Wealth Distribution and Taxes

by Ken Vincent, Featured Contributor

There is a lot of chatter these days about the inequitable distribution of wealth. It seems the rich are getting richer and the poor are getting poorer. If that is true and one sees that as a problem that begs a solution, then we must look at the options. It is a truism that wealth tends to create wealth just like power tends to create more power. However, some recent projections indicate that the number of millionaires will increase by 53% or more in the next 5 years. I don’ think anyone would claim that a millionaire today is “super rich” though. I have never wealth-poverty-distributionbeen clear as to where the line is that defines the super rich, but is clearly isn’t a million dollars anymore. (H. Clinton said that they were poor when they left the White House, though their net worth was several million. So, if that is poor then what is super rich?)

Thomas Piketty, a French economist in his recent book makes the point that wealth will continue to grow and become ever more concentrated if not disturbed by outside forces. Those of course can be civil unrest, world wars, or government action to name a few. His suggested solutions smack of socialism and I for one find that an undesirable way to try to solve the problem. Those attempts have never worked and are not likely to now.

Bill Gates suggests that there are three types of “super rich”. Those that hoard their money, those that are philanthropists and do good works, and those that are consumers.The hoarders do little to benefit anyone. The philanthropists (of which Bill Gates in one) can do much to alleviate suffering and help the disadvantaged. The consumers buying multiple mega mansions, huge yachts, and private jets along with $10,000 suits and dresses which at least provides some employment. I would suggest there is a fourth and more common group of mega rich and those are the ones that use their capital muscle to create businesses and new jobs.

So, if one buys into the theory that too large a gap between super rich and super poor is bad and it must be fixed then how do we go about that? Certainly war or civil unrest is undesirable, so that leaves government action. That typically condenses down to taxes. Our current tax code based on income, clearly isn’t doing the job. It has been suggested by some, including H. Clinton as I recall, that a tax on wealth be imposed. Under that theory everyone would pay a tax each year on their net worth. Another option is a national sales tax. Under that process the more you spend the more tax you pay. Of course the problem with that is it tends to penalize the poor more than the rich because the poor spend a much higher percent of their income than the super wealthy.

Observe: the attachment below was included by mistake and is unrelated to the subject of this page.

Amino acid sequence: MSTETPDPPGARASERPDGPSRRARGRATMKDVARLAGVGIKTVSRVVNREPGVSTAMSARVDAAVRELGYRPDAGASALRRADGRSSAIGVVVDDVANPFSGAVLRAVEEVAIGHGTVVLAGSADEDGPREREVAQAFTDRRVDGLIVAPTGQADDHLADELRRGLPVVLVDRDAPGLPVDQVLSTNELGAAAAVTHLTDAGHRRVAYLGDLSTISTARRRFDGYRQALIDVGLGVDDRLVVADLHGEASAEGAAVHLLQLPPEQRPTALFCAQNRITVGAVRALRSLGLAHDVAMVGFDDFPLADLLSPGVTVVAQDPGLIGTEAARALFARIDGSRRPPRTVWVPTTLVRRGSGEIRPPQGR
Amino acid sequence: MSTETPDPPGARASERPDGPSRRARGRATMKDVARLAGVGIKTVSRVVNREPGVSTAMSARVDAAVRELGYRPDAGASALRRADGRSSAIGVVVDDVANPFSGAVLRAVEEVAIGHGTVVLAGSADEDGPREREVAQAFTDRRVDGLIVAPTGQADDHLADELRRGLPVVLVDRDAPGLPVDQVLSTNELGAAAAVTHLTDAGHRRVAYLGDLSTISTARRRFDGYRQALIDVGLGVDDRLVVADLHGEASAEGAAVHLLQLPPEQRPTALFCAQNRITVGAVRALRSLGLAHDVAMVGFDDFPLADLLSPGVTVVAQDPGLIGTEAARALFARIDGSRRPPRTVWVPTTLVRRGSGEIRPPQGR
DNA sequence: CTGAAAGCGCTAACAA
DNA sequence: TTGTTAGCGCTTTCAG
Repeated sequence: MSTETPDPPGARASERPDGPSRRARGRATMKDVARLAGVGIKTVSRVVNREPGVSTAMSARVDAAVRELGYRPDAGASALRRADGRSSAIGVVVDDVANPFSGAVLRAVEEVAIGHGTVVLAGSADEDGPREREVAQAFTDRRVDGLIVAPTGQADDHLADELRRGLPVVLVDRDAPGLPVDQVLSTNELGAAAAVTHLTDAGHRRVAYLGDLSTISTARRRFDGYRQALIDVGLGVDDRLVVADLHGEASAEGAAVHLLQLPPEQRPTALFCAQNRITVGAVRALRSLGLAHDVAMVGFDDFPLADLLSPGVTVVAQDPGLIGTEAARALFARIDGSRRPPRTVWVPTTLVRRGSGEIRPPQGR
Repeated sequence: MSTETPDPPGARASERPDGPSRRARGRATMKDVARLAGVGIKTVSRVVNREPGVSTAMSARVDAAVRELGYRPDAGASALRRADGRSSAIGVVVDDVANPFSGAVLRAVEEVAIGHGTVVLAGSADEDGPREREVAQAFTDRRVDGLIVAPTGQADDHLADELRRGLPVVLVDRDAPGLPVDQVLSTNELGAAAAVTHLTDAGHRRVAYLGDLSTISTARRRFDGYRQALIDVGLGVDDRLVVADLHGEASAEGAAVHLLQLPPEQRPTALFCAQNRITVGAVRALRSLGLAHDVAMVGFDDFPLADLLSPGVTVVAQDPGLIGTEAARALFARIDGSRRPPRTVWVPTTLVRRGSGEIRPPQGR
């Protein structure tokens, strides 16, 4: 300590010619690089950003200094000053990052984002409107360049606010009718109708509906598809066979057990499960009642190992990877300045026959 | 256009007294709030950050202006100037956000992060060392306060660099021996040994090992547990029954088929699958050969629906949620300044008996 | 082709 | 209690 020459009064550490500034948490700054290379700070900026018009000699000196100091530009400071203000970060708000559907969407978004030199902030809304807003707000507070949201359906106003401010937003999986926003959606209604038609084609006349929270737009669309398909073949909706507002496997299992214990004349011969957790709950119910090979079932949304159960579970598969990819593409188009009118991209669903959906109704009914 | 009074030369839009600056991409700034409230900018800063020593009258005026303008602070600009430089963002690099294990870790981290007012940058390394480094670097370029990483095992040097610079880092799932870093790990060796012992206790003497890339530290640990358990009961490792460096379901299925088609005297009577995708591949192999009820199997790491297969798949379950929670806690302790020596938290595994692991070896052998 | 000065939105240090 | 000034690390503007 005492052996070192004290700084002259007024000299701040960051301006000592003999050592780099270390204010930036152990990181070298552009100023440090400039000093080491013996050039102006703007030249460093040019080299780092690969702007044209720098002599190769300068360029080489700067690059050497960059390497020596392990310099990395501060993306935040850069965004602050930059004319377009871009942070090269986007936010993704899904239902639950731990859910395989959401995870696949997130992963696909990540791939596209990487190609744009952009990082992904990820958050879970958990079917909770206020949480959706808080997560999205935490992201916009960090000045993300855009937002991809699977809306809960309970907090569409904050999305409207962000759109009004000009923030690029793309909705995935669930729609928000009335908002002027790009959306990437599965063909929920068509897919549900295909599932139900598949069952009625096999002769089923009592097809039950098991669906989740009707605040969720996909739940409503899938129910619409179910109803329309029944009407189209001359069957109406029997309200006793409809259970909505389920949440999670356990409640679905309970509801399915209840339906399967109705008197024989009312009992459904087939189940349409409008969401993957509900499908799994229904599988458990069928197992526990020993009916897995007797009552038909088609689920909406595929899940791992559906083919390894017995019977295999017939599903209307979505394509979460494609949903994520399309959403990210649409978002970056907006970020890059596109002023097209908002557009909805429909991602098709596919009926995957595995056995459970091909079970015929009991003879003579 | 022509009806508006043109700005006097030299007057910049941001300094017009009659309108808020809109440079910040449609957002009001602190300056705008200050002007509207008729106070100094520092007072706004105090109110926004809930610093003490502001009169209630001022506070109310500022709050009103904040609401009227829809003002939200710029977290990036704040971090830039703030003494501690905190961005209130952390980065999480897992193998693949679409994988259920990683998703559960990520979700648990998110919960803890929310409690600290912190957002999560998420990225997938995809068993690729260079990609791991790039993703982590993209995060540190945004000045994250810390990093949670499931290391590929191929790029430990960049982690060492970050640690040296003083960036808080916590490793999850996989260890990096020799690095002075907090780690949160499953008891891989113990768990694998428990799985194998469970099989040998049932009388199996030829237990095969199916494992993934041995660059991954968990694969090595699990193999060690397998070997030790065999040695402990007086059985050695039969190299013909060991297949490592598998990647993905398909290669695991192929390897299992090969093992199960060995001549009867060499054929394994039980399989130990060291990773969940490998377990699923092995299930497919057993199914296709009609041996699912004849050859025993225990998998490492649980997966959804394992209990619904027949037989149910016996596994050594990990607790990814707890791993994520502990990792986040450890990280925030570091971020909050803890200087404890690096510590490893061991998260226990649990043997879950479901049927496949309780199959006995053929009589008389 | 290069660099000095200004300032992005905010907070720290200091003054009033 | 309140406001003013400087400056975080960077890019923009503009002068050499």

Robert Frank, an economist at Cornell University suggests a progressive consumption tax. Under that theory there would be a threshold under which there would be no consumption tax, perhaps $30,000 or $40,000. Above that there would be increasingly large taxes the more one spent. The definition of how much one spends would be the difference between income and savings. If you earned $250,000 in a year and you saved $25,000 then you would be taxed on $225,000. I don’t know whether anyone has run any reliable numbers on that theory, but it would certainly encourage savings. That in turn would decrease consumer spending and with a consumer based economy, I’m not sure where that leads.

Of course the reality is that there has always been a disparity between the rich and poor. In cave man days if Og had a haunch of mastodon and Yap had none then Og was rich and Yap was poor. If that diversity has existed since the beginning of mankind then are we really going to fix it?

That leaves us with two questions. First is there a problem? Second, how do we fix that problem without doing more damage than good?


Ken Vincent
Ken Vincent
KEN is a 46 year veteran hotelier and entrepreneur. Formerly owned two hotels, an advertising agency, a wholesale tour company, a POS company, a leasing company, and a hotel management company. The hotels included chain owned, franchises, and independents. They ranged in type from small luxury inns, to limited service properties, to large convention hotels and resorts. After retiring he authored a book, “So Many Hotels, So Little Time” in which he relates what life is like behind the scenes for a hotel manager. Ken operated more that 100 hotels and resorts in the US and Caribbean and formed eight companies. He is a firm believer that senior management should share their knowledge and experience with the next generation of management.

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